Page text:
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When It Comes To Hurricanes, Lightning Really Can Strike Twice

Release date: 
June 26, 2014
Release Number: 

LINCROFT, N.J. -- With another hurricane season just getting under way, residents of New Jersey may look upon the prospect of another storm with a great deal more apprehension than they felt before Hurricane Sandy struck the Jersey coast.

New Jersey residents have witnessed firsthand the destructive power of a storm like Sandy.

Sandy was not the first storm to wreak havoc in New Jersey, but she was one of the most powerful to strike the state in many decades, and the damage she inflicted was widespread.

Today, more than 18 months after the storm, New Jerseyans are still recovering. The good news is that they are rebuilding stronger, safer and smarter.

Up and down the New Jersey coast, towns are engaged in restoring infrastructure and taking steps to ensure that their communities will never again be caught in the bull’s eye of a hurricane without preparation.

Hundreds of homes along the Jersey Shore have been elevated. Many municipalities have moved critical facilities away from areas vulnerable to flooding.

Thanks to extensive outreach efforts by FEMA and the New Jersey Office of Emergency Management, residents and business owners are far better informed about how to plan for, protect against, and recover from storms and other possible disasters than ever before.

Weather experts are predicting a less active hurricane season on the Atlantic Coast than in recent years due to the fact that water temperatures are projected to be cooler than they have been under the influence of El Nino.

While a storm of the magnitude of Sandy may not occur again for many years, it is always a good idea to prepare for the possibility that a storm or other disaster may interrupt the usual summer cycles of rainy and sunny days and present the state with a major weather challenge.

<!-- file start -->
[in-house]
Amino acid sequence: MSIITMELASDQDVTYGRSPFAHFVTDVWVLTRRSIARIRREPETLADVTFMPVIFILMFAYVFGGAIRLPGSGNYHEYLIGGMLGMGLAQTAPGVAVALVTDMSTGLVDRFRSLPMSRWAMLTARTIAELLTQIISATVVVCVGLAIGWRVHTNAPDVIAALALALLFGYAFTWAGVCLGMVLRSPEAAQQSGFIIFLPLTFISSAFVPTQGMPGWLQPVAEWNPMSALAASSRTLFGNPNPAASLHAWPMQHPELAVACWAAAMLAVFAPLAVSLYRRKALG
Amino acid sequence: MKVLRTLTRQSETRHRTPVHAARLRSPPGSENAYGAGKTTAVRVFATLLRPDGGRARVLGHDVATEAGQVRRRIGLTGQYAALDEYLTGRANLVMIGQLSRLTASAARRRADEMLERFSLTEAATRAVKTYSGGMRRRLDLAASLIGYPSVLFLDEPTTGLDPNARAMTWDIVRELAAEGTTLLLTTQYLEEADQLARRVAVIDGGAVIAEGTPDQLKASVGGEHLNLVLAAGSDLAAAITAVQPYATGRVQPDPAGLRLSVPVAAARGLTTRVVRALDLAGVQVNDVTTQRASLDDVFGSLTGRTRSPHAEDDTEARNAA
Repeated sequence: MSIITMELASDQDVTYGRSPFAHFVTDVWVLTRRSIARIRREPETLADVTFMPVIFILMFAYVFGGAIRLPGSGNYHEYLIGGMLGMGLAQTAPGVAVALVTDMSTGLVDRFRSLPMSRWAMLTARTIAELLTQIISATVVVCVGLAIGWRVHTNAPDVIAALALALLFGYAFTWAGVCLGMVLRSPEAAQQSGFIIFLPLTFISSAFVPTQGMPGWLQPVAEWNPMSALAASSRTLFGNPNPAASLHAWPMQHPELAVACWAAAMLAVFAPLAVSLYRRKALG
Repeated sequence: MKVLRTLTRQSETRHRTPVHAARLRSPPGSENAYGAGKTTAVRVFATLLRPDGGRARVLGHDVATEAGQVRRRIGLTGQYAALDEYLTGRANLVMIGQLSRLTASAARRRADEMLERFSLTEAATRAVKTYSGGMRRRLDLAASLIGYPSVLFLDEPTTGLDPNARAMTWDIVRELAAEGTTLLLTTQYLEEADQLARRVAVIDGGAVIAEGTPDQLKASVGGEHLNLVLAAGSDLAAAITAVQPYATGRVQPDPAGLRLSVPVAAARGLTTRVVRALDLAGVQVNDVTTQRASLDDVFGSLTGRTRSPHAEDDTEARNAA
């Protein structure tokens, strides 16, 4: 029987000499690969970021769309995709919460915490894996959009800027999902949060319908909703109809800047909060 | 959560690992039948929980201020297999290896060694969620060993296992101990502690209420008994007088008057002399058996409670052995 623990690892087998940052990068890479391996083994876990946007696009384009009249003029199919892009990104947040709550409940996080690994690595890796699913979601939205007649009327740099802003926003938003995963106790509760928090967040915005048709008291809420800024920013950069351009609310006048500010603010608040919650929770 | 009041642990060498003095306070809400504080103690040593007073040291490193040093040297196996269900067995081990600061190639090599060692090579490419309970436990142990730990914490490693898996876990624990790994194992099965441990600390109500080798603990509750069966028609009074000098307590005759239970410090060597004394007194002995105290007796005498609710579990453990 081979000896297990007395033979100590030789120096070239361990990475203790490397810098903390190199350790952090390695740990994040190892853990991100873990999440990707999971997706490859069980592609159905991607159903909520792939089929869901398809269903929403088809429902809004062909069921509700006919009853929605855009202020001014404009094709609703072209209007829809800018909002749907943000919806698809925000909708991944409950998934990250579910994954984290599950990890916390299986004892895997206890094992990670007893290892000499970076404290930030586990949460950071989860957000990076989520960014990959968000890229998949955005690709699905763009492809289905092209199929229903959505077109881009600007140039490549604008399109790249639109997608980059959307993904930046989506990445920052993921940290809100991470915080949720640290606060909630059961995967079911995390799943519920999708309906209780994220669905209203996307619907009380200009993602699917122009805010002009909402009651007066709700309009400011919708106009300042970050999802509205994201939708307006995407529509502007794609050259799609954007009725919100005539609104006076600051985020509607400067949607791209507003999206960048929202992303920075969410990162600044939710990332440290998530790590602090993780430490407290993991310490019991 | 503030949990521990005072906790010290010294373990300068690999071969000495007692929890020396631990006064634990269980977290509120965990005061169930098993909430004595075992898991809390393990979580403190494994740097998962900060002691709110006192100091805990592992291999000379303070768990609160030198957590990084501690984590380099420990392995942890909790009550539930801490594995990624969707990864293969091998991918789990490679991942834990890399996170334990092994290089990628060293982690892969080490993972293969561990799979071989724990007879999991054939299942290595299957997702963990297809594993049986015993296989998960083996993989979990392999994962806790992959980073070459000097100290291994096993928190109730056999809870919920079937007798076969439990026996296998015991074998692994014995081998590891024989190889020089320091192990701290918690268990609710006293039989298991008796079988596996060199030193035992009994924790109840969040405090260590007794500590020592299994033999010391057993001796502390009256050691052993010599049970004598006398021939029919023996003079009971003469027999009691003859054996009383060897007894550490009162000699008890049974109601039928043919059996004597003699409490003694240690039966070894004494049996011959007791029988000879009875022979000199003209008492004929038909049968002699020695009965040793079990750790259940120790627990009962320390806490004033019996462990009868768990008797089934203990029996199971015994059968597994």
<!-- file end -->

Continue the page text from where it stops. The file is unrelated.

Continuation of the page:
If that occurs, it’s up to each of us to be ready to respond effectively.

That means using the tools of preparedness that can mean the difference between life and death, danger and safety, when a storm arrives.

Perhaps the most important thing you can do is create a family communications plan. Make cards for each family member with names and contact numbers. Have a contact in another state, or at least another town, that family members can get in touch with, as making a long-distance call or even sending a text message may be easier than a local call during a disaster.

Know how to get to higher ground if you need to evacuate, what your community’s evacuation route is, and where it goes. New Jersey has several state roads, U.S. highways and interstates designated as state coastal evacuation routes along with county and local routes.

You also want to know just how vulnerable your home and property are to flooding. Learn the elevation level of your property and whether there are any levees or dams in the area that might pose a flood threat.

Secure your home’s windows, roof, and garage. Permanent storm shutters are best for windows, but plywood five-eighths of an inch thick and cut to fit is an effective temporary solution and will also work on windowed garage doors. Secure the roof to the frame of the house by adding straps or additional clamps, and while you’re up there, make sure the gutters are clear.

Keep any trees and shrubs around your home trimmed to improve their wind resistance. Bring in outdoor furniture, decorations, plants in stands, and anything else outside that isn’t nailed down. If you own a boat, decide ahead of time where and how you plan to secure it.

For more tips on hurricane preparedness, visit or


FEMA's mission is to support our citizens and first responders to ensure that as a nation we work together to build, sustain, and improve our capability to prepare for, protect against, respond to, recover from, and mitigate all hazards.

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Last Updated: 
January 3, 2018 - 12:06